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NEC Australia extends SD-WAN contract with NSW government

IT solutions provider NEC Australia has been awarded another 12-month contract by the NSW government’s Department of Finance, Services and Innovation (DFSI) to continue delivering a proof of concept of a fully managed service for a software-defined wide-area network (SD-WAN).

NEC Australia was originally awarded the proof of concept contract at the end of 2016 for an end delivery date of January 2018. This has now been renewed until January 2019.

Under the contract, NEC manages SD-WAN across a number of sites including network design, testing, installation and commissioning, and delivers technical support out of its service centres located in Adelaide, South Australia and Wollongong, NSW.

NEC partnered with Silver Peak and Cisco Meraki to explore the potential of using SD-WAN to reduce carriage unit costs and improve service performance, particularly in regional areas.

Krisztian Som, business development manager for carrier and critical communication at NEC Australia, told Telecom Times that the decision by the DFSI to test the capability of SD-WAN was driven by the NSW government’s ongoing move towards a cloud-based infrastructure.

“There are 40 different agencies within the NSW government that were working in silos. They had their own IT department who had arrangements with different carriers, so there was a lot of duplication. In some areas, there were four or five agencies with their own network and carrier service connected up within a two-kilometre radius,” he said.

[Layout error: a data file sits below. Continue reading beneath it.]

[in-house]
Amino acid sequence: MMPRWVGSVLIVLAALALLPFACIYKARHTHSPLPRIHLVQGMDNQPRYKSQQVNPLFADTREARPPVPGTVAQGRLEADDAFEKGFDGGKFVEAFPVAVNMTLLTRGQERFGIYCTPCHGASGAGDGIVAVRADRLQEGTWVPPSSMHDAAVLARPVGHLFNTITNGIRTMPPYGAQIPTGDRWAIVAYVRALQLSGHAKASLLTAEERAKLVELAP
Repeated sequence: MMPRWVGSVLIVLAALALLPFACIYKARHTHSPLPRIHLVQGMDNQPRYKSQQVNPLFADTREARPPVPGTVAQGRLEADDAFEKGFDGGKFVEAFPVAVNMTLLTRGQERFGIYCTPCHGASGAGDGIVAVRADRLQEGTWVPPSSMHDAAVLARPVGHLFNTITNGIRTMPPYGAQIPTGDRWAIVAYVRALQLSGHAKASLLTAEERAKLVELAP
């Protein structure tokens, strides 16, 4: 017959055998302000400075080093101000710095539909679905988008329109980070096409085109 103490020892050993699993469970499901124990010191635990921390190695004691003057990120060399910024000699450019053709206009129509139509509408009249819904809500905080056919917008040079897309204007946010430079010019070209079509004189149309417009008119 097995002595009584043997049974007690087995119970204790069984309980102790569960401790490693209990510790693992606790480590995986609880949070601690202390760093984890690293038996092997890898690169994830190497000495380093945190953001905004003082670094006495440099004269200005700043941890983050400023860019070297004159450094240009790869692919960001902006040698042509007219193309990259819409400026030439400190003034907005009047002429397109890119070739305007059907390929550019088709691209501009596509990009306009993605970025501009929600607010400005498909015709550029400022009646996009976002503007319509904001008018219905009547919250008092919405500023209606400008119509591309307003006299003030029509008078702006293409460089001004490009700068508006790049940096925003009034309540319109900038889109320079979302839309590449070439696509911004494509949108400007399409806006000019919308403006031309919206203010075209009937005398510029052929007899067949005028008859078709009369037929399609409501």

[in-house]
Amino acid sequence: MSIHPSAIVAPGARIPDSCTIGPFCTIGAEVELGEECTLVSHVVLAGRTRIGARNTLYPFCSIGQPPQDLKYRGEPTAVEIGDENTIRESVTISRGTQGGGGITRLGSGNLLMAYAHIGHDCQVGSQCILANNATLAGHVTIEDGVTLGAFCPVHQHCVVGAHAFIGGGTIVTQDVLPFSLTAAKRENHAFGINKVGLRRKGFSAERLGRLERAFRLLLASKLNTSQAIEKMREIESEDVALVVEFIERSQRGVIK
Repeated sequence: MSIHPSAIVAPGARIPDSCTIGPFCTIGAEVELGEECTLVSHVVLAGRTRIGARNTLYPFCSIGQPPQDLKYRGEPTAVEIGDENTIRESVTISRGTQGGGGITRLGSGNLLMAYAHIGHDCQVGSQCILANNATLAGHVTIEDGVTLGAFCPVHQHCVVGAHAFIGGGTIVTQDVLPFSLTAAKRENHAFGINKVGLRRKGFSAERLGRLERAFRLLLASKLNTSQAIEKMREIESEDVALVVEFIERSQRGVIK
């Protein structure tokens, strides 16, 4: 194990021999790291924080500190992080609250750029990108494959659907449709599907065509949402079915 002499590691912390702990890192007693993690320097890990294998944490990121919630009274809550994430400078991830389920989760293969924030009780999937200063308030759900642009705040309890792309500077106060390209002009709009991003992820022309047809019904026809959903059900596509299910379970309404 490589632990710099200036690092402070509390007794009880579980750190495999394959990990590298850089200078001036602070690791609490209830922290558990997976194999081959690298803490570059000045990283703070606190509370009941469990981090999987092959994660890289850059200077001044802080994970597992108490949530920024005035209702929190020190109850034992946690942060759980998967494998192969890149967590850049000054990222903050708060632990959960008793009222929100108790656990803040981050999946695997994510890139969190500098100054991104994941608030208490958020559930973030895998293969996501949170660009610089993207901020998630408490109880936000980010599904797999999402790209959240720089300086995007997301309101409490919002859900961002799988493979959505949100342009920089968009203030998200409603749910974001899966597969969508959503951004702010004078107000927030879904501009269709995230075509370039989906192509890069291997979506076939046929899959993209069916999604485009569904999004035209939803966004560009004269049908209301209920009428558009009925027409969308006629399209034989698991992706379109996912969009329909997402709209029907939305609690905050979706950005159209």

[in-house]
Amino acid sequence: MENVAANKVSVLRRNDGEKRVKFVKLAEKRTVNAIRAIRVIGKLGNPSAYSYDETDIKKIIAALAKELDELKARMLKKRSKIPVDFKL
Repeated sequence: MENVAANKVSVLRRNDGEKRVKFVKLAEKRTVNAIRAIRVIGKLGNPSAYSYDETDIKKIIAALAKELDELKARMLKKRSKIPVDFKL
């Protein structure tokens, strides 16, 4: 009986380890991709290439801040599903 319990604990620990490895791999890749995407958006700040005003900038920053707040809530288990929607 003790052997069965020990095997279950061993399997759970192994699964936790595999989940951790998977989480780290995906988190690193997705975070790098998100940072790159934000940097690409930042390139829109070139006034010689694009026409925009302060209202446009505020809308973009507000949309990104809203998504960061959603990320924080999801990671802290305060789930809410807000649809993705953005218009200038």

“What the DFSI thought was what if we consolidated the band service for all the agencies and just have a handful of carriers, and we could negotiate consolidated volumes and for better rates, and put the agency on a single service.”

Som said the cost savings alone from using SD-WAN would be impressive, especially if it were deployed across government.

“The NSW government is spending A$200 million every year on fixed carriage cost on carriers, and that’s increased eight per cent each year. The current model is not sustainable and that’s where the benefits would come in if they ever shared networks,” he said.

But it’s not only government looking into using SD-WAN. Som said the technology had in fact grown from the private sector, where it’s used particularly by enterprises operating with multiple remote offices and are after creating a shared network.

“The technology is emerging very fast, and it has got to a stage where it’s really matured,” Som said.

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